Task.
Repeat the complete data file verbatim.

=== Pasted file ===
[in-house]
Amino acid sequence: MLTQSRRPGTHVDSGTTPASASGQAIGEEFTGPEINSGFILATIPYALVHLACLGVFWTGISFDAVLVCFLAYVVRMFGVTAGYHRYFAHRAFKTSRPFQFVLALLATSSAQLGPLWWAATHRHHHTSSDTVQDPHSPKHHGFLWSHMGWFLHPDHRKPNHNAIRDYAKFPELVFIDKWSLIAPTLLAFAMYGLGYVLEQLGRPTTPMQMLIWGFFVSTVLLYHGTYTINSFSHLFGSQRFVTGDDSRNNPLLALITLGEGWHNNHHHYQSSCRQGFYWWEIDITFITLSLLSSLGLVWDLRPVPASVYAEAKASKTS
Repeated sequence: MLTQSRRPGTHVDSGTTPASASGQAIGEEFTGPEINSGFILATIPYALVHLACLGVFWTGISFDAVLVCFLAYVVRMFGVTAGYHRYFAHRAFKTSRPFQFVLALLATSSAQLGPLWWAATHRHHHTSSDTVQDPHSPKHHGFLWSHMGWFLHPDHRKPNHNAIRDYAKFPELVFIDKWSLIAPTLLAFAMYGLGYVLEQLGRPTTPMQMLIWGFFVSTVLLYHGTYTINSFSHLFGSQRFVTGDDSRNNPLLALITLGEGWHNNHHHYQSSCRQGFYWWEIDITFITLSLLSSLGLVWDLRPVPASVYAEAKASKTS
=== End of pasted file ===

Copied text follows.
[in-house]
Amino acid sequence: MLTQSRRPGTHVDSGTTPASASGQAIGEEFTGPEINSGFILATIPYALVHLACLGVFWTGISFDAVLVCFLAYVVRMFGVTAGYHRYFAHRAFKTSRPFQFVLALLATSSAQLGPLWWAATHRHHHTSSDTVQDPHSPKHHGFLWSHMGWFLHPDHRKPNHNAIRDYAKFPELVFIDKWSLIAPTLLAFAMYGLGYVLEQLGRPTTPMQMLIWGFFVSTVLLYHGTYTINSFSHLFGSQRFVTGDDSRNNPLLALITLGEGWHNNHHHYQSSCRQGFYWWEIDITFITLSLLSSLGLVWDLRPVPASVYAEAKASKTS
Repeated sequence: MLTQSRRPGTHVDSGTTPASASGQAIGEEFTGPEINSGFILATIPYALVHLACLGVFWTGISFDAVLVCFLAYVVRMFGVTAGYHRYFAHRAFKTSRPFQFVLALLATSSAQLGPLWWAATHRHHHTSSDTVQDPHSPKHHGFLWSHMGWFLHPDHRKPNHNAIRDYAKFPELVFIDKWSLIAPTLLAFAMYGLGYVLEQLGRPTTPMQMLIWGFFVSTVLLYHGTYTINSFSHLFGSQRFVTGDDSRNNPLLALITLGEGWHNNHHHYQSSCRQGFYWWEIDITFITLSLLSSLGLVWDLRPVPASVYAEAKASKTS